char 2 bytes Stores a single character/letter or ASCII values

Source: Java Data Types

Reference Types

These are arrays, strings, classes, interfaces etc.

public Class Person {
private String firstName;
private String lastName;

public Person (String firstName, String lastName) {
this.firstName = firstName;
this.lastName = lastName;

// Getters and Setters
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Array in Java: 
String[] cars = {"Volvo", "BMW", "Ford", "Mazda"};
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There are major differences between these two. But the difference of interest in this article is their storage in memory.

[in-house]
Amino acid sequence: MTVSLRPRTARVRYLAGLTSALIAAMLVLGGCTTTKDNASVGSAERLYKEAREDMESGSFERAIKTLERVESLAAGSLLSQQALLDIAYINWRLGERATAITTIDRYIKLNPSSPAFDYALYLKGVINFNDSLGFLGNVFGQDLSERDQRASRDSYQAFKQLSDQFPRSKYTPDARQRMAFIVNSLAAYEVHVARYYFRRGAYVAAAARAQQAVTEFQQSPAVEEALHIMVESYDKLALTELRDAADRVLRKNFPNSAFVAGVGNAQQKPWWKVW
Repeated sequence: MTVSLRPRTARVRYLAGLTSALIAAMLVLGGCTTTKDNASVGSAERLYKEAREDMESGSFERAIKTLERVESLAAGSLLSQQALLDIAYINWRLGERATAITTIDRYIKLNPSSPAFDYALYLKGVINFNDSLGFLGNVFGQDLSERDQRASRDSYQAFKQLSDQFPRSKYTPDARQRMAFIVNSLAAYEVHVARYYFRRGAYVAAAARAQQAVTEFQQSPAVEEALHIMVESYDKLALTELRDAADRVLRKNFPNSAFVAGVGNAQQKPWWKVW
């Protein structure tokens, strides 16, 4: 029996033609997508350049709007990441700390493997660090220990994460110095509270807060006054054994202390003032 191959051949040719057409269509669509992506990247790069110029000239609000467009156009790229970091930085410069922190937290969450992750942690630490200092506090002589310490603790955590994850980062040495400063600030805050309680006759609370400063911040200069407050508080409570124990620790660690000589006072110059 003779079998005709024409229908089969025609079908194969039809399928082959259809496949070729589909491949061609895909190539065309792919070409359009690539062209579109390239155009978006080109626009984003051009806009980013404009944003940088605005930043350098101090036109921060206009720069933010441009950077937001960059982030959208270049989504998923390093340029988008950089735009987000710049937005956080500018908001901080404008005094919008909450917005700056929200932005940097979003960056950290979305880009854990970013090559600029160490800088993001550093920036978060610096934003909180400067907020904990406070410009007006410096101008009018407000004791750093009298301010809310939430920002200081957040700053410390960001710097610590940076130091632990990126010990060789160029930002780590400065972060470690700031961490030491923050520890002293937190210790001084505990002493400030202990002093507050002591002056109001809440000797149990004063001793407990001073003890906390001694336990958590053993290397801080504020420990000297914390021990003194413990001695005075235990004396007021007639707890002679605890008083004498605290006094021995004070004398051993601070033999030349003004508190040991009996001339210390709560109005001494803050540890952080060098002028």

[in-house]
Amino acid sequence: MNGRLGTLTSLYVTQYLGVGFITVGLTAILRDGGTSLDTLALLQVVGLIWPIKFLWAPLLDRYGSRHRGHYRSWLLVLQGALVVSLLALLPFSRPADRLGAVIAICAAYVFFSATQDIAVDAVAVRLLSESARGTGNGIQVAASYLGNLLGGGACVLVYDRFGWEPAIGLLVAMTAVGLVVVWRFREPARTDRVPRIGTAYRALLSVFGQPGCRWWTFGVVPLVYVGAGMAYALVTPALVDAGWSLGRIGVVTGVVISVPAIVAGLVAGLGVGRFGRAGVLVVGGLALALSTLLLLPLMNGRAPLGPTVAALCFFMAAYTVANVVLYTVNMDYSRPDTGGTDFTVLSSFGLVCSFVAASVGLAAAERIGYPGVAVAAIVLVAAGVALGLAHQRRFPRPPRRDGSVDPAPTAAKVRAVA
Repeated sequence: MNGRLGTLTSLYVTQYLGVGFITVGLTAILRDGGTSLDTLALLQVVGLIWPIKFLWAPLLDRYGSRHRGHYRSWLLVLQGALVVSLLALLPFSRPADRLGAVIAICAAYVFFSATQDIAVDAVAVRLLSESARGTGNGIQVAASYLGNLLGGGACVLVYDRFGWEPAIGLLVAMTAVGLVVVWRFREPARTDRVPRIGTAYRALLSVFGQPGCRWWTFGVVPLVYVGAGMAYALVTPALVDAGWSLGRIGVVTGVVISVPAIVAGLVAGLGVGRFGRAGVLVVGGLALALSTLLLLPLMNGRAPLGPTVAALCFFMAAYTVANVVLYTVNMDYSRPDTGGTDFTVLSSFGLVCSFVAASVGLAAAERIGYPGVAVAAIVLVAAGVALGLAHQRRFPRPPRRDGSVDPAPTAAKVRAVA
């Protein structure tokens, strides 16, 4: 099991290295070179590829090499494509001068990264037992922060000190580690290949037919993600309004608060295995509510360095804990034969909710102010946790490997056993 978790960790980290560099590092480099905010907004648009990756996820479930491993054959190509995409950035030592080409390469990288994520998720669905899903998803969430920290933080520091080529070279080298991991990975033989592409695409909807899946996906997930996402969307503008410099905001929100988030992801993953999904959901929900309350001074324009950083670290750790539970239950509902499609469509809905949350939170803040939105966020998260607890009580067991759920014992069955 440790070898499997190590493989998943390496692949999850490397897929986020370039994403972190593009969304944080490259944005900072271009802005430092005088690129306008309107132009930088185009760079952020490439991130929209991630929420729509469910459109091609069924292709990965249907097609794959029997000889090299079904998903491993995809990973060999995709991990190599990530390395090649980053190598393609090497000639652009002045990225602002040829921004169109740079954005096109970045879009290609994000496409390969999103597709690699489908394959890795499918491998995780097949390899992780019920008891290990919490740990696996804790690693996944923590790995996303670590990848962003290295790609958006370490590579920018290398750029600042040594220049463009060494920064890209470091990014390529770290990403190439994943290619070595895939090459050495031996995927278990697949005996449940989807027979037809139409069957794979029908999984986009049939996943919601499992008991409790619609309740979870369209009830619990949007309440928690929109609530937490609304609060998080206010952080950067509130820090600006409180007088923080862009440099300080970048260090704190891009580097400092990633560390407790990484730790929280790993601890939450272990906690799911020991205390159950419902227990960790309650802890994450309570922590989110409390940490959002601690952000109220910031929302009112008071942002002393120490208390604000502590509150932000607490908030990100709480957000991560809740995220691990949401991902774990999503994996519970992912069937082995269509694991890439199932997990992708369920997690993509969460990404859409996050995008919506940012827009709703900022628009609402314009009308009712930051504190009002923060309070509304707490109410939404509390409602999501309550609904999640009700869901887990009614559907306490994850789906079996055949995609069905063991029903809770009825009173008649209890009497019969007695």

Memory Management in Java

Memory management is the process of allocation and deallocation of memory in Java. The Java Virtual Machine (JVM) handles this process. Java uses an automatic memory management system called a garbage collector. Users of the language very rarely have to perform this action themselves. Although, there is a gc() static method in the System class for requesting that the JVM run the garbage collector.

Memory in java is divided into two: The stack and the heap memory. If you are familiar with data structures, then you have heard of stacks. Stacks are dynamic data structures that follow the Last In First Out (LIFO) paradigm. The last item to be inserted into a stack is the first one to be deleted from it, the stack memory space follows this principle. There is no relationship between the heap data structure and the heap memory space. The heap is the bigger of the two memory spaces in Java. It is a large memory space that contains values of objects created in a program.